Rena salvors continue to make good progress on the wreck as weather conditions in Tauranga remain settled in the area.

Divers were able to gain access inside the sunken rear section of the Rena for the first time today.

Svitzer Salvage spokesman Mathew Watson says divers have managed to get into one of the hold areas. He says the conditions were very dangerous as the water is very murky with a lot of debris floating around.

Mr Watson says the divers will try to access other holds in the near future to get a clearer picture of what is going on in those areas.


Fine weather and calm seas have assisted onboard crews, who managed to remove a further six containers today. Yesterday they removed 19 containers from Rena's bow.

The emptying of a second container of milk powder is also continuing and bags of milk powder will be removed from the wreck by helicopter, said MNZ.

Salvors yesterday maneuvered crane ship Smit Borneo alongside the bow of Rena, which remains firmly wedged on the Astrolabe Reef since the ship broke up.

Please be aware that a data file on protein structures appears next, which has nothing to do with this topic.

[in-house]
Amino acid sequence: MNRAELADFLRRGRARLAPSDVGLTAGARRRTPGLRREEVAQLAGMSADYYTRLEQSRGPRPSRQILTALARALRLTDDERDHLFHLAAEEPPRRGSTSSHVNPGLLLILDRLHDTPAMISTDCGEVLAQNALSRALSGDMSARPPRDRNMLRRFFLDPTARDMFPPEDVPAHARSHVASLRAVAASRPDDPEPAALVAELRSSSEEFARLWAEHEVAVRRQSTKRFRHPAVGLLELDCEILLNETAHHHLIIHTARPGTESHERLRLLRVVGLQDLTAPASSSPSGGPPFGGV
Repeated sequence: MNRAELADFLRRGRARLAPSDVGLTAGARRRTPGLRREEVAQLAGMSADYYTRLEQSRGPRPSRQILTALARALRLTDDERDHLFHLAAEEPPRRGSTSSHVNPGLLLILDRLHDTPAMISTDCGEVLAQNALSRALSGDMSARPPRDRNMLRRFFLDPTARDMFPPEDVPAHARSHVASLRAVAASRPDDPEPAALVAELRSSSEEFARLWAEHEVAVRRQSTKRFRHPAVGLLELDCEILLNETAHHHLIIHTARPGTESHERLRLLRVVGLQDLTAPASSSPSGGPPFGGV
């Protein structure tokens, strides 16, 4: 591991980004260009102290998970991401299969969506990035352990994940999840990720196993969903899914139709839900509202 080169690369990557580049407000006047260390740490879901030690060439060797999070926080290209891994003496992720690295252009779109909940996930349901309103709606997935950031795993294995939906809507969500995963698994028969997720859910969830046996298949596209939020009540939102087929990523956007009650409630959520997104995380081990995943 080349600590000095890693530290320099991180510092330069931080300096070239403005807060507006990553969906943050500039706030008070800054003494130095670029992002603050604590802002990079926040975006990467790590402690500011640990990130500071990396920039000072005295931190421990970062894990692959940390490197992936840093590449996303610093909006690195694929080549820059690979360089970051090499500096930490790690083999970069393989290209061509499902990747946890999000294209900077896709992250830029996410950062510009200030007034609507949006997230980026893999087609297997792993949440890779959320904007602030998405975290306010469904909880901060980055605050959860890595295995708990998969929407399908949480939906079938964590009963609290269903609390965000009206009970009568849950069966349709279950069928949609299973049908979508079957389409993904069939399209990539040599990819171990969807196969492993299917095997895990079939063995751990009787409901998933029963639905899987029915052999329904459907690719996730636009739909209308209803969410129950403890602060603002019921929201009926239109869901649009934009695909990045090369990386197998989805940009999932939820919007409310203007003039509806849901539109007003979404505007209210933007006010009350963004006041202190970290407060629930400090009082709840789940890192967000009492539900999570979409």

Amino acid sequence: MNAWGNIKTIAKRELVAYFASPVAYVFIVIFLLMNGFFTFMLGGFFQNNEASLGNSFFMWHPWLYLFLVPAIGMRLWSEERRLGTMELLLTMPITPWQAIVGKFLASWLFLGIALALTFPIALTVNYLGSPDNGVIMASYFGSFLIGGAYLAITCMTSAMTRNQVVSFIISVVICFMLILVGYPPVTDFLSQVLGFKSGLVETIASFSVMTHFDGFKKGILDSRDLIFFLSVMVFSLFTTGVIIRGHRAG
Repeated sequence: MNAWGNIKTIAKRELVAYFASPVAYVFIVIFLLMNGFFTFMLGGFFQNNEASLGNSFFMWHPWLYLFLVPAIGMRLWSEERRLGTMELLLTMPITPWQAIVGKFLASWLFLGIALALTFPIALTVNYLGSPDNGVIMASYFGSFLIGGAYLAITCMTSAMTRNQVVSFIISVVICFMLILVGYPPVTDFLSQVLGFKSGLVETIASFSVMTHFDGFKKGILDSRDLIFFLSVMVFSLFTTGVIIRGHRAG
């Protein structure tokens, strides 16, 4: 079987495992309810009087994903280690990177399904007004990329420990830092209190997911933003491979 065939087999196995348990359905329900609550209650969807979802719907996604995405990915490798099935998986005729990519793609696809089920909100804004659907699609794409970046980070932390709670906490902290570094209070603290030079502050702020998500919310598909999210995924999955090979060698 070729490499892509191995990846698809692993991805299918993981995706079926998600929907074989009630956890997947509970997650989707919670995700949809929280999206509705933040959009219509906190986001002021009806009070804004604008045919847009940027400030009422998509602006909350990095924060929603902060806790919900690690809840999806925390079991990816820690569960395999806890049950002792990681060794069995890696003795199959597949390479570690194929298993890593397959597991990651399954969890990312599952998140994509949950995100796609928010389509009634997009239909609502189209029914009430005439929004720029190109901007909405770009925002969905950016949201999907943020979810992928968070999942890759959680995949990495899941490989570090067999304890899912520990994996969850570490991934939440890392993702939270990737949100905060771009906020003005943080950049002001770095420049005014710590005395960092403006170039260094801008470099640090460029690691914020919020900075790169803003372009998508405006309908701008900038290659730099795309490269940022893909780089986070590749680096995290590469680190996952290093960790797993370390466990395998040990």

The stern has mostly slipped beneath the waves.

Meanwhile, water and shoreline debris removal is continuing at Bowentown Heads and skips have been sent to the East Cape for debris disposal.

More oil has leaked from the wrecked container ship since it split in two but only small amounts were reaching the shoreline.

The number of live and dead oiled birds being collected around the Bay of Plenty was small, said oiled wildlife response manager Teri McClelland.

This was largely because the coast had received little oil, but also because the little blue penguins were in their moult period.


The wildlife response facility in Tauranga is being demobilised and any wildlife will be sent to Massey, Palmerston North for treatment.